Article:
If Isolina represents the new high-end Escalante, another 1940s house near the historic Customs House theatre typifies the district’s more alternative side. Manos en la Masa – literally ‘hands in the dough’, figuratively, ‘caught red-handed’ – is the creation of Adriana Sánchez, a former linguistician and writer turned baker and cook. The series of panelled rooms she now rents once belonged to another high bourgeois family. ‘This road was all politicians and landowners up to the 1970s,’ she says. In the 1980s and 90s, the coffee plantations disappeared and the old families left, and the area fell victim to classic inner urban decay. ‘Around 2006 a movement started to reclaim the city,’ says Sánchez, serving me a slice of her famous tres lechescake, ‘mass cycling groups, dances in the squares, little cafés and bars...’ Much of the new crop of Escalante catering followed Euro-American trends – craft beers, sourdough bakers, etc. – but importantly also, the movement, very prevalent in Latin America, to rediscover lost or overlooked indigenous foods. ‘You must try Tomillo, Pablo Bonilla’s doing and Santiago Fernández’ Silvestre is amazing,’ she says.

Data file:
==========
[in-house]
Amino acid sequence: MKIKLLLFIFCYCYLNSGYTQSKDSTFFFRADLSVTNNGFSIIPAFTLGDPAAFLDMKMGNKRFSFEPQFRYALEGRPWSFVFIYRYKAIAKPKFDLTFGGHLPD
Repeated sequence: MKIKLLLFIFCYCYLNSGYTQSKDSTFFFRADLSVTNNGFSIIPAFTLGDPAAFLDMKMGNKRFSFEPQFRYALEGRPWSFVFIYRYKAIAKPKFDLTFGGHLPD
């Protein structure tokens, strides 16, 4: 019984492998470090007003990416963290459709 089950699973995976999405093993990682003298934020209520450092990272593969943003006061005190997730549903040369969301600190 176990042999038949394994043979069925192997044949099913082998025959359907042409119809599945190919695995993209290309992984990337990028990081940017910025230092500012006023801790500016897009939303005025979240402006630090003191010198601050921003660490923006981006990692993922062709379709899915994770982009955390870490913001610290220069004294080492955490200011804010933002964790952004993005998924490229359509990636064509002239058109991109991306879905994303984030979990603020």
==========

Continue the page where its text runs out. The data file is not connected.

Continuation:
But first it’s time to look at San José’s food scene prior to the Escalante revolution. I’m staying bang in the centre, a block from the sedate grey Cathedral, the exuberantly gilded Teatro Nacional and the few 1940s and 50s department stores and office blocks which complete the architectural heritage. My billet, the Presidente, forms part of this, originally a boutique, before conversion by the proprietor into a hotel in 1963, named after the famous visit that year by President Kennedy, and now renovated quirkily into the newest and flashiest in town.

From the rooftop bar of Hotel Presidente, Costa Rican mojito in hand – local guaro cane spirit replaces the rum – you can look out over a patchwork of corrugated rooftops up the green valley slopes towards the hills, from where the rain clouds roll down every afternoon. A dozen streets away, the murky hangar-like interior of the big central market complex contains all the food products of the country. In short, the corn, pumpkins, tubers, fish and fowl of the indigenous tribal inhabitants, the milk and cheese, beef, breads and rices of the Spanish, Afro-Caribbean touches from the Atlantic coast and of course a huge variety of fruit, not least the bananas, which, along with coffee, became Costa Rican emblems under the production of the multinational Del Monte, bete noire of the ecologically correct new foodies of Escalante.